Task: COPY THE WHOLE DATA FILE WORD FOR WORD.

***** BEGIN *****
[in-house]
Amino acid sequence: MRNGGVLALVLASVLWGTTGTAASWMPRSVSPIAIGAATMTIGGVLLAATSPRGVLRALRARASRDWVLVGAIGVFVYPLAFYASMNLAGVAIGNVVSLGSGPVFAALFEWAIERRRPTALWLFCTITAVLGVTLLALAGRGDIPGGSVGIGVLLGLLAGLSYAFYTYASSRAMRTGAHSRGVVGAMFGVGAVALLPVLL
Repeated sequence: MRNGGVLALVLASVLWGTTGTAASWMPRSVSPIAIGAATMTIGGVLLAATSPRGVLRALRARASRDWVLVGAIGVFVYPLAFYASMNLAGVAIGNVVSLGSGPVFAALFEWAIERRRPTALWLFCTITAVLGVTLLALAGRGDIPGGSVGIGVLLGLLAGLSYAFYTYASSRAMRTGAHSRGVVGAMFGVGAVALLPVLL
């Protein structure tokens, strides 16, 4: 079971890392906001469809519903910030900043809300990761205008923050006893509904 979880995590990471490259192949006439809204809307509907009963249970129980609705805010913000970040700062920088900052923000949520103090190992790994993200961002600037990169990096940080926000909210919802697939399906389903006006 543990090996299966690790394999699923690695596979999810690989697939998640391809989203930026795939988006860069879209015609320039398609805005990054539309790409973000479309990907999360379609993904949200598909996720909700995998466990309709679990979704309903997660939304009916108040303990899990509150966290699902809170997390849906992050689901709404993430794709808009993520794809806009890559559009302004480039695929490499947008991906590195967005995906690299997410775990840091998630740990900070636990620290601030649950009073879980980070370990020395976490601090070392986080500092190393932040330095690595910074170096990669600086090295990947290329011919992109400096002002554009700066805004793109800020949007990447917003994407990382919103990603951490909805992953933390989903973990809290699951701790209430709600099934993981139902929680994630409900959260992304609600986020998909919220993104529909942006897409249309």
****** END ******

[in-house]
Amino acid sequence: MRNGGVLALVLASVLWGTTGTAASWMPRSVSPIAIGAATMTIGGVLLAATSPRGVLRALRARASRDWVLVGAIGVFVYPLAFYASMNLAGVAIGNVVSLGSGPVFAALFEWAIERRRPTALWLFCTITAVLGVTLLALAGRGDIPGGSVGIGVLLGLLAGLSYAFYTYASSRAMRTGAHSRGVVGAMFGVGAVALLPVLL
Repeated sequence: MRNGGVLALVLASVLWGTTGTAASWMPRSVSPIAIGAATMTIGGVLLAATSPRGVLRALRARASRDWVLVGAIGVFVYPLAFYASMNLAGVAIGNVVSLGSGPVFAALFEWAIERRRPTALWLFCTITAVLGVTLLALAGRGDIPGGSVGIGVLLGLLAGLSYAFYTYASSRAMRTGAHSRGVVGAMFGVGAVALLPVLL
């Protein structure tokens, strides 16, 4: 079971890392906001469809519903910030900043809300990761205008923050006893509904 979880995590990471490259192949006439809204809307509907009963249970129980609705805010913000970040700062920088900052923000949520103090190992790994993200961002600037990169990096940080926000909210919802697939399906389903006006 543990090996299966690790394999699923690695596979999810690989697939998640391809989203930026795939988006860069879209015609320039398609805005990054539309790409973000479309990907999360379609993904949200598909996720909700995998466990309709679990979704309903997660939304009916108040303990899990509150966290699902809170997390849906992050689901709404993430794709808009993520794809806009890559559009302004480039695929490499947008991906590195967005995906690299997410775990840091998630740990900070636990620290601030649950009073879980980070370990020395976490601090070392986080500092190393932040330095690595910074170096990669600086090295990947290329011919992109400096002002554009700066805004793109800020949007990447917003994407990382919103990603951490909805992953933390989903973990809290699951701790209430709600099934993981139902929680994630409900959260992304609600986020998909919220993104529909942006897409249309």